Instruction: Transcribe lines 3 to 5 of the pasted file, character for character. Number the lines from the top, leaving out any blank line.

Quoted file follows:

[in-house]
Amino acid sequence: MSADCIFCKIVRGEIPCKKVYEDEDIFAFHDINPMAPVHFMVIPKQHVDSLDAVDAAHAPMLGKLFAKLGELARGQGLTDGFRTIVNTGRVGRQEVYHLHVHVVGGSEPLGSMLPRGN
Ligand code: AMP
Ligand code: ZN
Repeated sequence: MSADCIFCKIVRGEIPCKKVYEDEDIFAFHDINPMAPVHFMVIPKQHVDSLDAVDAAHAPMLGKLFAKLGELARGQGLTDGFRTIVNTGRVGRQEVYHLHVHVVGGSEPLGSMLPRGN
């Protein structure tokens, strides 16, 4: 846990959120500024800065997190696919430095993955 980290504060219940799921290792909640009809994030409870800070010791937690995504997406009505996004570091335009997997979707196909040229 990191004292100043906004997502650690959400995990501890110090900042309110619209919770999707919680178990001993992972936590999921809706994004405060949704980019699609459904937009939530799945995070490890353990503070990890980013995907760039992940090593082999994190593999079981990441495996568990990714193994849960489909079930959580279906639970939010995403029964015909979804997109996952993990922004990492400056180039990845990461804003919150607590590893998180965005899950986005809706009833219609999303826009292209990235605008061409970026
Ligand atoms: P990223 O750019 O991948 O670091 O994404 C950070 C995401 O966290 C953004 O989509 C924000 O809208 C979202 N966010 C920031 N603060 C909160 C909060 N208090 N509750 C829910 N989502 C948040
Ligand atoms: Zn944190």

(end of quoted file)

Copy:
Ligand code: AMP
Ligand code: ZN
Repeated sequence: MSADCIFCKIVRGEIPCKKVYEDEDIFAFHDINPMAPVHFMVIPKQHVDSLDAVDAAHAPMLGKLFAKLGELARGQGLTDGFRTIVNTGRVGRQEVYHLHVHVVGGSEPLGSMLPRGN